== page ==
You also served as a Counselor for the United Nations’ Girl Up Campaign. Can you tell us about some of the projects you worked on with Girl Up, and some key takeaways from your experience?
Bita Aranda: I was one of the ten Counselors during WiSciCamp 2016, which was held in Peru. I feel very humbled to have been able to be part of this experience. This camp was aimed to inspire girls to pursue careers in Science, Technology, Engineering, Arts and Mathematics. I was able to coach ten girls from the United States, Peru, Mexico and Chile while they were learning coding, microbiology, developing apps, etc. As counselors, we gave workshops on public speaking, self-esteem, leadership, story-telling, women who inspire, etc. and I was able to teach my girls about the importance of self-value and emotion “control” or understanding.
Also, you previously worked on a research initiative to improve social/emotional learning for public schools in the US. Can you tell us more about this project and some of the valuable lessons you learned from it?
Bita Aranda: One of my professors knew I had a passion for mental health. So he approached to me with an initiative proposed by Congressman Tim Ryan, from the 13th District of Ohio, and his quest to provide Social Emotional Learning in three levels: health, education and veterans. For schools, I was able to understand how projects like The Hawn Foundation have allowed kids to get in touch with their emotions and thoughts and understand them better not only to improve in school, but in their human relationships as well. What I liked the most about this, is how kids improved their relationships with themselves. I am a big fan of this initiative; I hope one day it gets passed. Unfortunately right now only 14 other congressman and women support Tim Ryan on this issue. And I learned that there is a similar initiative going on in México, it is called Construye T.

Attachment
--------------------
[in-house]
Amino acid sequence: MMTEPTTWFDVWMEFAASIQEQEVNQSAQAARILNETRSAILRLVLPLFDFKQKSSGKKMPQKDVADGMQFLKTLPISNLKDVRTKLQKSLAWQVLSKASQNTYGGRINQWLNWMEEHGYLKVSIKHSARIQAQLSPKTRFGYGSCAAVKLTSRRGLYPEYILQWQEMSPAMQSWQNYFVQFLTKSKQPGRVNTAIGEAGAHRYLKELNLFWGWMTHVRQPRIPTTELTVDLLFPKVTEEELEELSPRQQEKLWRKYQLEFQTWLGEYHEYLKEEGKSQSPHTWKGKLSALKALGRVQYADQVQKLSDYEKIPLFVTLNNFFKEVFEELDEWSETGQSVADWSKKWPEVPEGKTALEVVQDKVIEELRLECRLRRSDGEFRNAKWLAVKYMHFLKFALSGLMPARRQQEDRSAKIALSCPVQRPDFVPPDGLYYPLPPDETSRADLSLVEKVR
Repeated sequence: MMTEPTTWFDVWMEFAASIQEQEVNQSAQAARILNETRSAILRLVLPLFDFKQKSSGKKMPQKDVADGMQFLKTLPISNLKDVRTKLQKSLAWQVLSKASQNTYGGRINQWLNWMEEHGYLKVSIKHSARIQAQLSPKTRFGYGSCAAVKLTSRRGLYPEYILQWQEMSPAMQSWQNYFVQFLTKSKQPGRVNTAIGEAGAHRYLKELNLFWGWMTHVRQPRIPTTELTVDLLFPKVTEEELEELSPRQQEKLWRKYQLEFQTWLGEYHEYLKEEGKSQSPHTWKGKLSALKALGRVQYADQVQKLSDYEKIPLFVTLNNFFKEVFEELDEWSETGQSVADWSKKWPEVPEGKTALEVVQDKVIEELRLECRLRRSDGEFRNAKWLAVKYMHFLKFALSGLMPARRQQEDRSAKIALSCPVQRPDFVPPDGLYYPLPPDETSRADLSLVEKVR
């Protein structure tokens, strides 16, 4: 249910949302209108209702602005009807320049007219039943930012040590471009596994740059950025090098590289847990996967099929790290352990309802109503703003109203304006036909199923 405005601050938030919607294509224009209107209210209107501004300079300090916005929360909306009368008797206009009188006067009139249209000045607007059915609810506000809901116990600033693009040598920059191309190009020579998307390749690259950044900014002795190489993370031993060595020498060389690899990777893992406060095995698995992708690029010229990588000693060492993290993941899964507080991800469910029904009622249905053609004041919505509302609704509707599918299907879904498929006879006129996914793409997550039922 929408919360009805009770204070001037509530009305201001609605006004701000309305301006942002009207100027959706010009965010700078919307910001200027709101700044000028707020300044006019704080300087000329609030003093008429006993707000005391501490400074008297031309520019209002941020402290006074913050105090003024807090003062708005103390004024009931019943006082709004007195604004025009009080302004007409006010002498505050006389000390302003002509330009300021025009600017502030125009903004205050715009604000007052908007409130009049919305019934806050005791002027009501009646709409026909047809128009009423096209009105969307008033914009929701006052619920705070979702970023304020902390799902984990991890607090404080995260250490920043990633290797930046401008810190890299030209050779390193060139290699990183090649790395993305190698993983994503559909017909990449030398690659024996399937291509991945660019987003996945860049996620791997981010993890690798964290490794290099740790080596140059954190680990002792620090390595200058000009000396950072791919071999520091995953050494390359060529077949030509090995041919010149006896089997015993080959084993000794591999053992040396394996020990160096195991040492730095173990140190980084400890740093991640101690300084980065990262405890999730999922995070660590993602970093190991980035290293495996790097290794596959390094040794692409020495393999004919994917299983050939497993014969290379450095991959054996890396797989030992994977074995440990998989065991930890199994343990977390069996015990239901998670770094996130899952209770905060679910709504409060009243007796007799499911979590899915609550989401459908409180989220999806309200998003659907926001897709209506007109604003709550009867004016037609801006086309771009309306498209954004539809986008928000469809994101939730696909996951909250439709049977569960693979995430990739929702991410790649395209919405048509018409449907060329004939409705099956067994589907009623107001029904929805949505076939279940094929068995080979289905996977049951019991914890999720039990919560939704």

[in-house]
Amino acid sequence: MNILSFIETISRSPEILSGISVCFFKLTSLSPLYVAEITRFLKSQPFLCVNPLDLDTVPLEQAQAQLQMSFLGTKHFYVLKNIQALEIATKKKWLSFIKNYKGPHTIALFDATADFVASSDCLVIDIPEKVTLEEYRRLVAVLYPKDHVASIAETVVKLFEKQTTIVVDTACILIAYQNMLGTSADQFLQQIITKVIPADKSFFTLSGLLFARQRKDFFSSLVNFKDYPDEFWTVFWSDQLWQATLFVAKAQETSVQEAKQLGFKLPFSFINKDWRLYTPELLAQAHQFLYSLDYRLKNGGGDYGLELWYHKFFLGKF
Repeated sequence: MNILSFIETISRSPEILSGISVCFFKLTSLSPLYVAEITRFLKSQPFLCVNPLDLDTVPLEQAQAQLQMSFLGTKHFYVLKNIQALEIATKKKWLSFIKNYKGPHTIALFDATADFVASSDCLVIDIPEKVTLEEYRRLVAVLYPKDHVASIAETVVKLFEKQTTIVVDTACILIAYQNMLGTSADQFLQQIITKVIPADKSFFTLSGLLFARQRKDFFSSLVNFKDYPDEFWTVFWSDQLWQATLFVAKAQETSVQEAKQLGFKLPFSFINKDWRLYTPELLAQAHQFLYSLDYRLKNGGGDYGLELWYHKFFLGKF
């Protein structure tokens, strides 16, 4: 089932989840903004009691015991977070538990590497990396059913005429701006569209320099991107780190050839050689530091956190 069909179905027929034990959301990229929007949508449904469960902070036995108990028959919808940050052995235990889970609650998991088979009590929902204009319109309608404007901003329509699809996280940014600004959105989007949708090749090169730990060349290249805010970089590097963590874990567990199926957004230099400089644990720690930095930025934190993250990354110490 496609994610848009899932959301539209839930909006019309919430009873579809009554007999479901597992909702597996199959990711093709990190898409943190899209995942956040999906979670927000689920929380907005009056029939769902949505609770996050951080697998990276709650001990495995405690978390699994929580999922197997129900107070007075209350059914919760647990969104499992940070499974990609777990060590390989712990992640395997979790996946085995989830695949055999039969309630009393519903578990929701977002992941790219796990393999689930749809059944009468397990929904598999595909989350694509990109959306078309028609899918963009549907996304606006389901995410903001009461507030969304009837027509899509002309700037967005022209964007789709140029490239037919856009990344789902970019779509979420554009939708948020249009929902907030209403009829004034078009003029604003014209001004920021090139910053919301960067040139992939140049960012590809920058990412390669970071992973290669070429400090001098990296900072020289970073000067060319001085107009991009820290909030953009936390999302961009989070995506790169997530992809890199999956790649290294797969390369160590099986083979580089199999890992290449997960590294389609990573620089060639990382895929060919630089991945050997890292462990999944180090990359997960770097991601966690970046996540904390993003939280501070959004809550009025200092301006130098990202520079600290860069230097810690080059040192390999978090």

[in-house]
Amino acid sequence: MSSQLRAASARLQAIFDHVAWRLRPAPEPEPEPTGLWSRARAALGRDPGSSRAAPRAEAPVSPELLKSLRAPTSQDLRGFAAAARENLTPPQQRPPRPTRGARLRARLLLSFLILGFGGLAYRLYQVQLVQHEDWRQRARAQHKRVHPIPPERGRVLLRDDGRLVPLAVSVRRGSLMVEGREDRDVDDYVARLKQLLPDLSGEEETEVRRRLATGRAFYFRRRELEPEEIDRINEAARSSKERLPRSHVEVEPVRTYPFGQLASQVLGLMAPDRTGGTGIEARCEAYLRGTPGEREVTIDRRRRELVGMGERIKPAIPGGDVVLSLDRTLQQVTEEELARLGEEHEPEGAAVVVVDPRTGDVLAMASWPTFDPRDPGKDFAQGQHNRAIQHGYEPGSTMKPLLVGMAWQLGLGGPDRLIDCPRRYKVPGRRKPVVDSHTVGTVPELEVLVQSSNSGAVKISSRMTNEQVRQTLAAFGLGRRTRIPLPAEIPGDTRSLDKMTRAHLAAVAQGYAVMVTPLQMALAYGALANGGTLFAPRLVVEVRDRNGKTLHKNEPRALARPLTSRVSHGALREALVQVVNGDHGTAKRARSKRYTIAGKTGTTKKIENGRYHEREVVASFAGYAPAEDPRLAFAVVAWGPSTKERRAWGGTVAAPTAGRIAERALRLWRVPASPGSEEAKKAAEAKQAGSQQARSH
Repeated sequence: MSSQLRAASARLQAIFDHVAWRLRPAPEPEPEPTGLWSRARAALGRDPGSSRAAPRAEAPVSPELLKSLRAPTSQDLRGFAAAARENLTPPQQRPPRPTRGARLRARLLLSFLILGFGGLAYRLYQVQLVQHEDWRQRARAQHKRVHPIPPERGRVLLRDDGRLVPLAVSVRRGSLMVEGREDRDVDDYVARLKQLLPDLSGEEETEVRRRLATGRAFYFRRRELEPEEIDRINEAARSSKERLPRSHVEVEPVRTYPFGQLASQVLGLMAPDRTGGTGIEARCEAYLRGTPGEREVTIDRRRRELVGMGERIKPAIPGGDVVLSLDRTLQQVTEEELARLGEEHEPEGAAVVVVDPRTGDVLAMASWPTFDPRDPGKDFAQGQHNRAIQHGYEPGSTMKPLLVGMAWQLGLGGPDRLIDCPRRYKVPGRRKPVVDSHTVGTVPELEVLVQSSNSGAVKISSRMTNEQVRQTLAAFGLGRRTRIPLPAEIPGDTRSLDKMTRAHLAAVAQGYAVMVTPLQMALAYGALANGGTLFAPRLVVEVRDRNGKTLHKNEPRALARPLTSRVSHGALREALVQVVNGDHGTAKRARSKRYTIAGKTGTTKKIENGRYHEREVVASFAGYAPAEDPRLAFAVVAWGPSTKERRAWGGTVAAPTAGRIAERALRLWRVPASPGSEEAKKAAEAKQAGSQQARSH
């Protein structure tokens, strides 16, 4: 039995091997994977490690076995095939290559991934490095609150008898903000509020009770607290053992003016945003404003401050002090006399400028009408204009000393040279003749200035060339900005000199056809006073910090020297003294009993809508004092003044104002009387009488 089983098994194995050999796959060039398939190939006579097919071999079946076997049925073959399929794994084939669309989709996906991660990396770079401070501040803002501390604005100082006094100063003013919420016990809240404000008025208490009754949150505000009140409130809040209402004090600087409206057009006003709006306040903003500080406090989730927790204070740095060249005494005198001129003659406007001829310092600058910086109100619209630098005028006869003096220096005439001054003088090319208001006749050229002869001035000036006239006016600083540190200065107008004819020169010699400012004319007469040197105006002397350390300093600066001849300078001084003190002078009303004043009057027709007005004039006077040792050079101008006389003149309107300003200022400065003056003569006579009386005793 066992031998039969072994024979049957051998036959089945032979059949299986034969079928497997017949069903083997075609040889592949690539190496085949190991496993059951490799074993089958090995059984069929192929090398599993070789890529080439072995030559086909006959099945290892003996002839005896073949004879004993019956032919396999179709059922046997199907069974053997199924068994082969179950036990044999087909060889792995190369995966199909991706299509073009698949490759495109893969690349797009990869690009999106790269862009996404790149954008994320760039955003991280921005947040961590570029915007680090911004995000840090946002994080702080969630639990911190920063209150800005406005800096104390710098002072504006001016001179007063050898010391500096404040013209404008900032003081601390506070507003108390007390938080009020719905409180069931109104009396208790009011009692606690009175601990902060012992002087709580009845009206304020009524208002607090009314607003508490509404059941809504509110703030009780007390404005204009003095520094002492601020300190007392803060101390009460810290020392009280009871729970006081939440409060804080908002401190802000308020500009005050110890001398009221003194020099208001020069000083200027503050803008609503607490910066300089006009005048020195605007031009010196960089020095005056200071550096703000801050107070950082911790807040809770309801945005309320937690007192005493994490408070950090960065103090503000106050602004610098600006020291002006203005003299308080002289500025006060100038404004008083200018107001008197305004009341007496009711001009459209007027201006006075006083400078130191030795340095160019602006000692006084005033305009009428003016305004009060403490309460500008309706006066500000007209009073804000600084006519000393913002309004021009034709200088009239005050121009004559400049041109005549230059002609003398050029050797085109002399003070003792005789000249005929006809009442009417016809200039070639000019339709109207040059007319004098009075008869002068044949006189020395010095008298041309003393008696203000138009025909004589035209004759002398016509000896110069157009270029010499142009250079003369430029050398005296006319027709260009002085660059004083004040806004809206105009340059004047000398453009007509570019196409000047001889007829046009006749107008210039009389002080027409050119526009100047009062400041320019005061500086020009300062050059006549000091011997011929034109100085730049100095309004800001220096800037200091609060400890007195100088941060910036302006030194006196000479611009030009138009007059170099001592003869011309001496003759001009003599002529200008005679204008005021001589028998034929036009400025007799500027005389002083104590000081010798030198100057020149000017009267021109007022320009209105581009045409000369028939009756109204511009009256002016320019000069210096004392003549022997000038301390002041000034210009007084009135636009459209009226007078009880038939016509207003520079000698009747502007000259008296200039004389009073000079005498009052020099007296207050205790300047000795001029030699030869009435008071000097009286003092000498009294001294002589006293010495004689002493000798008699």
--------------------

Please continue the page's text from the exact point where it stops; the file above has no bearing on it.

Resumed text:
On a personal level, why does women’s empowerment matter to you?
Bita Aranda: For me it’s all about equal opportunities. We should not favor someone over the rest, and right now the disadvantaged (among many) are women, and we hold the answer to a lot of things. We know what taking for granted means, we know what being underestimated means, we know what it is to fight harder for the same things as others, so we don’t want that for ourselves, or anyone else. Women, given their experience, and given how incredibly smart they are, could change the world.